Harry Potter and the Chamber of Secrets by J.K. Rowling

Over the past few years, J.K. Rowling has made statements that are TERF, or against the trans community (especially towards male-to-female). These statements are completely against the thoughts and ideas of the creator of this blog. I have been and always will be an ally for any member of the LGBTQIA+ community. You exist, and you are valid. If you are struggling and need to talk to a counselor, there are many resources available at thetrevorproject.org.

Reminder: This review is of a series and not an individual book. While I will write a synopsis for each book, I will do my best to not give away blatant spoilers. With that being said, the end of one book more or less is the start of another, so information from the end of the previous book may play a role in the plot of the next book, thus I have to give away the spoiler. Read the synopsis at your own discretion.

Harry spent the summer at the Dursleys’ when a house elf named Dobby appears. He warns Harry not to return to Hogwarts that year. Considering Hogwarts is the only place where he feels at home, Harry chooses not to heed his warning. In order to get his point across, Dobby uses magic in order to get Harry in trouble with both the Dursleys and the Ministry of Magic. The Dursleys put locks on his door and bars on his windows so Harry could not leave his room. However, the Ron Weasley and his twin brothers, Fred and George, showed up in the middle of the night in a flying car in order to rescue Harry and bring him to their house.

When they head into Diagon Alley to buy their school supplies, they learn that Gilderoy Lockhart will become the new Defense Against the Dark Arts teacher. Lockhart, who definitely likes to hear himself talk, creates a crowd, leading to an awkward confrontation between the Malfoys and the Weasleys.

As they head to school, Harry and Ron end up getting stuck out of Platform 9-3/4, leaving them unable to catch the Hogwarts Express. They decided to take the flying car to school with the assumption that there was no other way. When they arrive, the car ends up landing in the Whomping Willow, a tree that clobbers anyone who comes near it. Once they are safely out of the willow’s range, the car kicks out Harry, Ron, and their luggage/pets. Once they return to the castle and get into significant trouble, they begin their year of classes. Harry, Ron, and their friend, Hermione, get invited to Nearly Headless Nick’s Deathday party, where they meet the ghosts of the castle. On their way back after the party, they come across a message claiming that the Chamber of Secrets has been opened. Beside the message is a petrified Mrs. Norris, the caretaker’s cat.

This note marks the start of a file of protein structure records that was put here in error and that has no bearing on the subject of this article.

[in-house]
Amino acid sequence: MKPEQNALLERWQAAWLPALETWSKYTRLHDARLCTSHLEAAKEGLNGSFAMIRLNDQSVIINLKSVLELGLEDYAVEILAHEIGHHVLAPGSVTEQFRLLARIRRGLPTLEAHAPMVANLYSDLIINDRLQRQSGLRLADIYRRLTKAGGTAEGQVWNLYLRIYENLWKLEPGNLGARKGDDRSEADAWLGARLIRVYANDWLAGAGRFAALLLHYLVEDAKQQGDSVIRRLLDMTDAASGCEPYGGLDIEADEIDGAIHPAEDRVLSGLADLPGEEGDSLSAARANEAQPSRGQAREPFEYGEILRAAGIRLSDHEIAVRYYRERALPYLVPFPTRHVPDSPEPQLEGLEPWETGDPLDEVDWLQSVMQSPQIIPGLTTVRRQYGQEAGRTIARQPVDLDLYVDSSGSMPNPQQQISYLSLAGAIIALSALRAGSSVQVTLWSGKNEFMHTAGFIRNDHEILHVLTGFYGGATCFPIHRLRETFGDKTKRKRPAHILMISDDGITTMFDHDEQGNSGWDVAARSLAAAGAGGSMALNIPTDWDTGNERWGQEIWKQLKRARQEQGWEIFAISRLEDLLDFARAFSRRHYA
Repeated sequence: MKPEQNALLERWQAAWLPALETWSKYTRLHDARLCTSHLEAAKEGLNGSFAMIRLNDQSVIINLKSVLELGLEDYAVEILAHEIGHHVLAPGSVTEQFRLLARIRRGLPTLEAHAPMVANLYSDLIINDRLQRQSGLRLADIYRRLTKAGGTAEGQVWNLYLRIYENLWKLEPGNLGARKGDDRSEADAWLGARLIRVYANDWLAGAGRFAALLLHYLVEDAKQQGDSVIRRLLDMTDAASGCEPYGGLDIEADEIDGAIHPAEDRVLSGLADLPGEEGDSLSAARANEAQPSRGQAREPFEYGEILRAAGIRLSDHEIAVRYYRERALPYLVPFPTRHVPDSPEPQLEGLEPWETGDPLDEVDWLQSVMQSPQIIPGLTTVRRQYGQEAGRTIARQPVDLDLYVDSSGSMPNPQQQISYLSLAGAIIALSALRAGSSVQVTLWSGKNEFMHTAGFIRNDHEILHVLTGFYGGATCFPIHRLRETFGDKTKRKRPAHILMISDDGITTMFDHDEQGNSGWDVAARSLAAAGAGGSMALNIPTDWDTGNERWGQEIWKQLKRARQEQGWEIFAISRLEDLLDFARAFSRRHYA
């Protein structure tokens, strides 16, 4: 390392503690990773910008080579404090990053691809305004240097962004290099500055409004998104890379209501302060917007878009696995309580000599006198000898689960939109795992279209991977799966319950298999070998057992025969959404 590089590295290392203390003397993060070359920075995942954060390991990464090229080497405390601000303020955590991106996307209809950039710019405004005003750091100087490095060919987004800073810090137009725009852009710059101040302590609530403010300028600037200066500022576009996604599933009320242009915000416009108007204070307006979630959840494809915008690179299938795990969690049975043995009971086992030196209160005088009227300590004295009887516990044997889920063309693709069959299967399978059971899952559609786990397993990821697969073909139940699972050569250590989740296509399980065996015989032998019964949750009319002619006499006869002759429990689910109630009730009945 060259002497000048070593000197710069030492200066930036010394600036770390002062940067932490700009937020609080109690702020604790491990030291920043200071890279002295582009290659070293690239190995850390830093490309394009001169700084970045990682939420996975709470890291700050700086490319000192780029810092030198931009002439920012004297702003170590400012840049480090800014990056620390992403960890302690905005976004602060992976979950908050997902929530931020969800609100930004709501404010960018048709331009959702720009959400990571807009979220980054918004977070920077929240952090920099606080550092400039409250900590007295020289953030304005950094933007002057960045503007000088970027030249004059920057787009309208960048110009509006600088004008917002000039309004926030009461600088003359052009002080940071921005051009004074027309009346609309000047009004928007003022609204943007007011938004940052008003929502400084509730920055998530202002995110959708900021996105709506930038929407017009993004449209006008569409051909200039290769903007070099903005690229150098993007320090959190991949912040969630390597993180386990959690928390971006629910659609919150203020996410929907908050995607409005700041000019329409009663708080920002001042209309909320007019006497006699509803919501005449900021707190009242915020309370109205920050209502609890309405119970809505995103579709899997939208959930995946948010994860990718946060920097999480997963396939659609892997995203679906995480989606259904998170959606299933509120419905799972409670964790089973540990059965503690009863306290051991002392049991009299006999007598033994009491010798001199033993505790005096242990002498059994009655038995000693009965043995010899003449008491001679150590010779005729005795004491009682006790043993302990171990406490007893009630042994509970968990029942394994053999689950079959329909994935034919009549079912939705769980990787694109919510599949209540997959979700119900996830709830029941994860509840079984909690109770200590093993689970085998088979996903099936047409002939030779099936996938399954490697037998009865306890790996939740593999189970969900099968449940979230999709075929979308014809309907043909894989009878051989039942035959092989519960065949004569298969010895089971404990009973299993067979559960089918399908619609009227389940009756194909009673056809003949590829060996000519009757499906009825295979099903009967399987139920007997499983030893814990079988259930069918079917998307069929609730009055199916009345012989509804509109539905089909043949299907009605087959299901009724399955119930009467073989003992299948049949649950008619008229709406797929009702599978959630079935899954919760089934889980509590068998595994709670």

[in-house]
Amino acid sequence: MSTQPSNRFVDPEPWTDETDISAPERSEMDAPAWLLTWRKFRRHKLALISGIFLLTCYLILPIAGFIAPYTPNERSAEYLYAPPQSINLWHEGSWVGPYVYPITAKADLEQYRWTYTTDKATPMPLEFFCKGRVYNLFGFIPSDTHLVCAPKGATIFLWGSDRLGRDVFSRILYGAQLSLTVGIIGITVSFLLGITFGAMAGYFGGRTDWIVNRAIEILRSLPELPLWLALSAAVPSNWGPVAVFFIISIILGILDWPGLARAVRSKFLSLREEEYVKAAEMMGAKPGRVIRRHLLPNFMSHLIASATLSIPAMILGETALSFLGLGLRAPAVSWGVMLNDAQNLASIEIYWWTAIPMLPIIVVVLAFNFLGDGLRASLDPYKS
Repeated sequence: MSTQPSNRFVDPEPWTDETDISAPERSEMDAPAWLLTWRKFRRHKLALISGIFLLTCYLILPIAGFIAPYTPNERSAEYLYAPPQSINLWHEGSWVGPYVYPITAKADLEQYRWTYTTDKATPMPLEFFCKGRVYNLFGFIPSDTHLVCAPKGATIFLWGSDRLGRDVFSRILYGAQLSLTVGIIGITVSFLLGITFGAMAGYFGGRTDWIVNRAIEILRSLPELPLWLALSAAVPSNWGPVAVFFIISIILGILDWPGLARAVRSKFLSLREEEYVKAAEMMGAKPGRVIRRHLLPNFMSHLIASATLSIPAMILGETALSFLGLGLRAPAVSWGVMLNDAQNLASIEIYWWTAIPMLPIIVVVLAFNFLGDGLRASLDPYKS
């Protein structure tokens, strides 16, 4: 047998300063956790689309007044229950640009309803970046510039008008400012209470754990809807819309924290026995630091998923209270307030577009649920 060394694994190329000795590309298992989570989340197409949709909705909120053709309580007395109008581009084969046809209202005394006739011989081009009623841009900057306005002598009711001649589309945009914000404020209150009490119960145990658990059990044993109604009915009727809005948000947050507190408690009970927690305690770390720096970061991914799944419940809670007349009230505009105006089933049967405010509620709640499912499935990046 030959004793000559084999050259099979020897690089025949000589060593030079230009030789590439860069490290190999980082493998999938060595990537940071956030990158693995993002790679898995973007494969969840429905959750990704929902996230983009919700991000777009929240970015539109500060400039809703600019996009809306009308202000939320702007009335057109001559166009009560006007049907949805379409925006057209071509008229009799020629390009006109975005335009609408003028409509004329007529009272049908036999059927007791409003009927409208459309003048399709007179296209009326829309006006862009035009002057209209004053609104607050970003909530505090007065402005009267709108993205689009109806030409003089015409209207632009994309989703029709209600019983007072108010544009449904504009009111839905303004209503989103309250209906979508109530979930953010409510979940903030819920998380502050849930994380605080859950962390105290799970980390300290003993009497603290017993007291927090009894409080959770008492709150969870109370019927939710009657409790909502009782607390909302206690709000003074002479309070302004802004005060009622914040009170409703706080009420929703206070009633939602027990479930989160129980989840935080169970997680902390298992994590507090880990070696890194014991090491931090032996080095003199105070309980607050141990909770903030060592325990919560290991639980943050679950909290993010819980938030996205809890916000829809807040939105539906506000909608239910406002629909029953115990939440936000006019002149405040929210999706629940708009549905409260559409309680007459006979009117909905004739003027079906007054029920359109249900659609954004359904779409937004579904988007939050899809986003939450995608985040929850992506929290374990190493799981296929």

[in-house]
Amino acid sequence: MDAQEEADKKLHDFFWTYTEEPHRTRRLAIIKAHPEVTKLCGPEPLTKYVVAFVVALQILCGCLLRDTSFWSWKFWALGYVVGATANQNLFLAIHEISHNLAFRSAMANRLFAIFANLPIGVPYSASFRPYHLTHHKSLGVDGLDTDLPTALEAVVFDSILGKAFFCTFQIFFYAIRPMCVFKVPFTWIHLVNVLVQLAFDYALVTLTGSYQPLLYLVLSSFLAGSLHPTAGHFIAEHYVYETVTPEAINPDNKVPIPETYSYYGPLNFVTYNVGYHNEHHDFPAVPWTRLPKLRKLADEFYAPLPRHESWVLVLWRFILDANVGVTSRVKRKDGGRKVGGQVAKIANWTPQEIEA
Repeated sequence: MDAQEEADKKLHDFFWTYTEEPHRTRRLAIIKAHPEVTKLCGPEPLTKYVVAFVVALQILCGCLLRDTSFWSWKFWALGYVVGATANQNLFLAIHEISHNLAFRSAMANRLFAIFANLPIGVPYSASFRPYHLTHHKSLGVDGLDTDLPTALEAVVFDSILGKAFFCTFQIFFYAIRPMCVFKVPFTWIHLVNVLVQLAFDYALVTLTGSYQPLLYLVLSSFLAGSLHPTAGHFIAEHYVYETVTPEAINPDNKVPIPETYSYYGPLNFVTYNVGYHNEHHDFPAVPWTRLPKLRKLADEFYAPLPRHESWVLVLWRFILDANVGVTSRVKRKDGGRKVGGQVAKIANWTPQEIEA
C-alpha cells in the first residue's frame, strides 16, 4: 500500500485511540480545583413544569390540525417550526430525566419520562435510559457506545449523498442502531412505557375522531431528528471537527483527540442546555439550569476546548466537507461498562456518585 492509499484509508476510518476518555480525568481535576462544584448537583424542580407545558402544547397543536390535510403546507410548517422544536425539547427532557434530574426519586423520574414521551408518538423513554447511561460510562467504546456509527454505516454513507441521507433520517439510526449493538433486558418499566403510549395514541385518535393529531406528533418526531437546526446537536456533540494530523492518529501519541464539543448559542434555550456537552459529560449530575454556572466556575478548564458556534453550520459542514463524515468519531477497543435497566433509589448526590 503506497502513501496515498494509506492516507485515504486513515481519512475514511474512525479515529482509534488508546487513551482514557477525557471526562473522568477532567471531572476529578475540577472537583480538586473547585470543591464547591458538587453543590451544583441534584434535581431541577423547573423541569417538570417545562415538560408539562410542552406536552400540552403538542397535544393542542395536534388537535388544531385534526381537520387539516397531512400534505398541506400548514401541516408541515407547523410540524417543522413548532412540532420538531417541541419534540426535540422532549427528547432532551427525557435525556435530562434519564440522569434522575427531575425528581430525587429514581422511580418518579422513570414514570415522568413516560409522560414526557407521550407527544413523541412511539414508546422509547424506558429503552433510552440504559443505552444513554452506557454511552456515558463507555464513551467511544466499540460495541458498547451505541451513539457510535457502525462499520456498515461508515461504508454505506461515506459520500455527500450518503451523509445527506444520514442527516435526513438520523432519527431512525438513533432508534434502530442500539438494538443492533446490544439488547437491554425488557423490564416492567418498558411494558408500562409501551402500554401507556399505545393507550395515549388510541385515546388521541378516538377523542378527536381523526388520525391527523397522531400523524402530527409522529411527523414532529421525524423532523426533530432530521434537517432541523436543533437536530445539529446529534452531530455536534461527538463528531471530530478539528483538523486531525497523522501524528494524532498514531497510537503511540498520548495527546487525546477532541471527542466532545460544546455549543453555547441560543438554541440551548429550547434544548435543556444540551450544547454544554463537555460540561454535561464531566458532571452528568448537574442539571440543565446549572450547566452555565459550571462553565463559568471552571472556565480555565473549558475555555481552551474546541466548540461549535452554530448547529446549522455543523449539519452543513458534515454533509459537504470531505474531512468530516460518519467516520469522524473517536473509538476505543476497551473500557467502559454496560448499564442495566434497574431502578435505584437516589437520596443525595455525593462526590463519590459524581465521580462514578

As the year continues, more and more people are coming away petrified. These victims are primarily “Mudbloods”, wizards who came from two muggle parents. In order to see if they could get information from him, Ron, Harry, and Hermione try to use Polyjuice Potion (a potion that allows the user to gain the appearance of another person) to interrogate Malfoy, which unfortunately produces no results. Harry ends up finding a diary in a bathroom that says it belong to Tom Marvolo Riddle. Realizing that he was at Hogwarts when the Chamber was opened before, Harry uses the diary to learn about what Tom saw. According to Tom, Hagrid was the original opener of the Chamber. When Hermione is attacked, Harry and Ron go to Hagrid to see what he can tell them. He leads them into the forest to talk to the original monster Hagrid got in trouble for, Aragog. There they learn that Hagrid had nothing to do with the Chamber of Secrets.

On their return, Harry and Ron begin to realize that if anyone is going to get into the Chamber, it is going to have to be them. As soon as they figure out where and how to get into the Chamber, Ginny Weasley is taken by the Chamber’s monster. Planning on taking Lockhart with them due to his extensive resume, the boys enter the Chamber of Secrets to find the secrets within.

I personally have nothing against the book, but it isn’t one of my favorites. I would probably give it a 3.5 out of 5 stars.

Compared to the Movie

One of the most significant scenes that was not put in the movie was the Deathday party. In fact, wee see a lot of the ghost interactions go to the wayside after the first movie. Otherwise the movie sticks pretty well to the book. One of the very slight things that I noticed at the end of the movie (spoilers ahead), Lucius Malfoy began to say the Killing Curse, but never said that in the book. Whether that was because Rowling had not created the spell yet or because the movie accentuated Lucius’ behavior, but I did find that one an interesting deferral.

If you guys have any thoughts or ideas, feel free to leave a comment, find me on the social medias at @elizabooksblog, or email me at elizabethslick@elizabethsbookstore.blog. And as always, I’ll see you all in the next book!

Let’s Talk… The postal system in the Harry Potter Universe

Over the past few years, J.K. Rowling has made statements that are TERF, or against the trans community (especially towards male-to-female). These statements are completely against the thoughts and ideas of the creator of this blog. I have been and always will be an ally for any member of the LGBTQIA+ community. You exist, and you are valid. If you are struggling and need to talk to a counselor, there are many resources available at thetrevorproject.org.

I wrote the original post for this over a year ago. I will be honest, I didn’t know I had this many opinions about it, although I have more now a year later. So sit back and relax, this one gets weird.